From the beginning of settlement, farming was the principal occupation of the colonists. Buffalo-hunting, fishing, etc., were incidents in the life of somewhat rare occurrence thereafter. Some of the younger men did follow the buffalo, but for the most part the delicacies of buffalo meat, moose nose, beaver tail, etc., were obtained by trading with the half-breeds and Indians, who had no taste for agriculture but had an unquenchable love for the plains and rivers. The facilities for farming, as may be supposed, were not of the best. The implements (spade and hoe for planting and sowing) were almost as primitive as those which might have been used by the "grand old gardener," but with these by dint of great toil the settlers soon managed to make a livelihood. The reaping was done with the sickle and the cradle. Then the age of machinery came in, and the hoe gave place to the old wooden plough, whose oaken mould-board was pointed with such an iron attachment as Tubal Cain might have made "in the days when earth was young." The sickle and cradle gave way to the first cumbrous reaper, which had to be put in and out of gear by lifting the machine with a fence rail and moving the big wheel into or out of contact with the smaller cogged one. Behind the platform of this reaper a stand was placed for the able-bodied man who "forked off" the grain in sheaves as it fell, and to do this with regularity and neatness in heavy crops tested even the brawniest Highlander of them all.

The same cumbrous machine was used for a time in hay-cutting, and it is said in the case of the first one imported, lest the evident design of the maker should be interfered with, and lest any dislocation of the parts might be attended with serious results, the platform was retained and the hay "forked off" in the same manner as wheat. However, the cutting of the wheat was only the beginning of a series of difficult processes through which finally bread was reached. The threshing was carried on at first with flails, with the use of great "fans" and winnowing riddles to separate the wheat from the chaff, a process which enables us to understand the scriptural figures of the fan and the threshing-floor. Shortly after this era of flails the two-horse tread-mill was introduced, by means of which threshing became a comparatively easy and uneventful process, the only occasional excitement being caused when one of the horses, growing wearied with the monotony, would vary proceedings by breaking his halter-line and turning a somersault on the fanning mill, or when the band would fly off the drive-wheel, and the horses would be forced to run until the ever-useful and ever-ready fence rail introduced below the treads brought matters to a standstill. To get the wheat into flour was the next difficulty. First of all the "quern" was used, two flat stones (the upper and the nether)—the upper having a handle which turned it upon the wheat and brought the grain into some semblance of flour, not over white, but in the best degree a health-producing and dyspepsia-obliterating substance. We do not know how far oriental customs prevailed, but it was in view of such a scene as might be witnessed at these "querns" that our Lord spoke of identity of occupation and diversity of character in the words, "Two women shall be grinding at the mill; the one shall be taken and the other left."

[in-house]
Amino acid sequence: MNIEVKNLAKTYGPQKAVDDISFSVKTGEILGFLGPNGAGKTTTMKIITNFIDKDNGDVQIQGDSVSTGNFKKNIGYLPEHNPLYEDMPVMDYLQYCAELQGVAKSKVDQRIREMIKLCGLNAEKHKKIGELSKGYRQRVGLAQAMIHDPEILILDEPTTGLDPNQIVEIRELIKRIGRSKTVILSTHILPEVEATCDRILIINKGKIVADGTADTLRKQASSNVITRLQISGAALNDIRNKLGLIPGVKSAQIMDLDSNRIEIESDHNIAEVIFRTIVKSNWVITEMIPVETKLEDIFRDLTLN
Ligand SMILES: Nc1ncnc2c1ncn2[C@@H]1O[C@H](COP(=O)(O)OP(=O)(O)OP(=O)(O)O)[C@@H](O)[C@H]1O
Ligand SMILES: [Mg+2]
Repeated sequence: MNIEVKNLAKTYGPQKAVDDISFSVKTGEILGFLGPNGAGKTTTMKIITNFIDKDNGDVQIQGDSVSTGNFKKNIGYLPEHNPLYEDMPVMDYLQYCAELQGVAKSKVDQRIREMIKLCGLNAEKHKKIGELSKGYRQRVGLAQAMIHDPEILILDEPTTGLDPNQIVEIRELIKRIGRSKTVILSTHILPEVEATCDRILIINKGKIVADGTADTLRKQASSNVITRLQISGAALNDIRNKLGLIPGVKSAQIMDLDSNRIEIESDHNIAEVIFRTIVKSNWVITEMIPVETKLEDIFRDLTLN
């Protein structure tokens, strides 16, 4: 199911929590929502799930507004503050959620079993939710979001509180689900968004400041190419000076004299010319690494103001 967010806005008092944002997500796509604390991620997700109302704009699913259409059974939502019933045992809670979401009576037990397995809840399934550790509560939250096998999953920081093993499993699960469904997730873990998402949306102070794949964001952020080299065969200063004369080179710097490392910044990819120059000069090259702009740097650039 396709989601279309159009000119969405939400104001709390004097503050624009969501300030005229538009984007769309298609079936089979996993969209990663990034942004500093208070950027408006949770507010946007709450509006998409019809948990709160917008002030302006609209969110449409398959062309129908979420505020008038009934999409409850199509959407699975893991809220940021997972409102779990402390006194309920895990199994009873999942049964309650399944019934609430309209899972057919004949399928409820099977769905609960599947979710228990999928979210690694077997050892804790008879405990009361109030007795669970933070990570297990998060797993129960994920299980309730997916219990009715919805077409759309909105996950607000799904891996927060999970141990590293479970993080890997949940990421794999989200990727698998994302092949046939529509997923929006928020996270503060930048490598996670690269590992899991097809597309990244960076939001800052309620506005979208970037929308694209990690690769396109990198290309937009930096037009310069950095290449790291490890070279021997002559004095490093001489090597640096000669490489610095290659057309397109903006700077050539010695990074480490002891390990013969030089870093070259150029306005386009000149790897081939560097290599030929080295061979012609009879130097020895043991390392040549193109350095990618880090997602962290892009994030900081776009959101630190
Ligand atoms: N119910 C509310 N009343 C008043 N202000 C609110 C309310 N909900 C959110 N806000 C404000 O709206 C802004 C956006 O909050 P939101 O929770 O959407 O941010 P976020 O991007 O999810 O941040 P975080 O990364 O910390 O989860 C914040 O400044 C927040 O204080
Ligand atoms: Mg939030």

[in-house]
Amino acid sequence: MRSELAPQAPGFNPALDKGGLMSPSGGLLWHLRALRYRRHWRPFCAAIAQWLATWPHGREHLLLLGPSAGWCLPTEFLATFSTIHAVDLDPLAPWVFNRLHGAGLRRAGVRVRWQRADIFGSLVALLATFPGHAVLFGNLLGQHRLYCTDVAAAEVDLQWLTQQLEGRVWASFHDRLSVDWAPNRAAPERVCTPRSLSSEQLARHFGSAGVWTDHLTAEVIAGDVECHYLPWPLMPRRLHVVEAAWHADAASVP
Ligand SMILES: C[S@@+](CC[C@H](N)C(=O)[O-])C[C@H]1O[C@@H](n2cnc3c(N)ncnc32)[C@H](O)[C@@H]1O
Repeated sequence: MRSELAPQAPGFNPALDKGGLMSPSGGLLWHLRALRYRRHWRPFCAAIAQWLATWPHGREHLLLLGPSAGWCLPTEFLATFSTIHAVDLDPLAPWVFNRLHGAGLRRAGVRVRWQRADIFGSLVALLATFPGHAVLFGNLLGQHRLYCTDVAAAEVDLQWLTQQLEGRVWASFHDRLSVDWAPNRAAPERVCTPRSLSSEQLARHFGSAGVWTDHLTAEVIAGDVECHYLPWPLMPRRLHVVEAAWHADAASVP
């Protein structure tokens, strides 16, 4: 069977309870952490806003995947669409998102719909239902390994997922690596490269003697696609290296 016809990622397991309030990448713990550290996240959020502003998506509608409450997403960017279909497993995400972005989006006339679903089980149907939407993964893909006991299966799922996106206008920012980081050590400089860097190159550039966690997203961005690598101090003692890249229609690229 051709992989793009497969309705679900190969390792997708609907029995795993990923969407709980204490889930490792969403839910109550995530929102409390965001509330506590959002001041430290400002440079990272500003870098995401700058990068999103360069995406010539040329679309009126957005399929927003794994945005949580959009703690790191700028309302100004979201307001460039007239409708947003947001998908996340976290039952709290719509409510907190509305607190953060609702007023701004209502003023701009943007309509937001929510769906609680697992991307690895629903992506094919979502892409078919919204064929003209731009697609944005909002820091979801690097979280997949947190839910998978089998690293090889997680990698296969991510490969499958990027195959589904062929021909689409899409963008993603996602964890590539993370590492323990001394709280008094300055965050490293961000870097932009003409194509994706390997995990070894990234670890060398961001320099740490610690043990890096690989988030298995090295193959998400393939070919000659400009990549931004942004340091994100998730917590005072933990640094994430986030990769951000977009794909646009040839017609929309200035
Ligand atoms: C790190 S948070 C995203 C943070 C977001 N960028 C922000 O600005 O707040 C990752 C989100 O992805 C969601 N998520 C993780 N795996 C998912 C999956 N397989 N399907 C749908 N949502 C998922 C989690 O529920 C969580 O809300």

In time the Hudson’s Bay Company sent out an expert, and built a windmill at Point Douglass, in working at which Hugh Polson, one of the settlers, took such careful observation of the process that he afterwards built one for himself and several others at different points in the settlement. These mills did fair work, but when a long calm prevailed there was always danger of a flour famine, unless by borrowing from one another the supply could be eked out until the wind arose. Next in order came water-mills, of which we remember Inkster’s, Matheson’s and Tait’s. Hydraulic engineering was not in a very advanced stage; there was generally trouble with the dam, and except during freshets that were strong enough to drive the wheel, the mill-ponds fell into the somewhat ignominious use of vessels in which to wash the sheep before shearing. But the era of steam was at hand, and if the early settlers grew strong on brown bread with a marked tendency to blackness, their descendants were to have the doubtful advantages of the maximum of whiteness with the minimum of nourishment from wheat whose life is crushed out by modern methods and the exactions of the "five o’clock tea."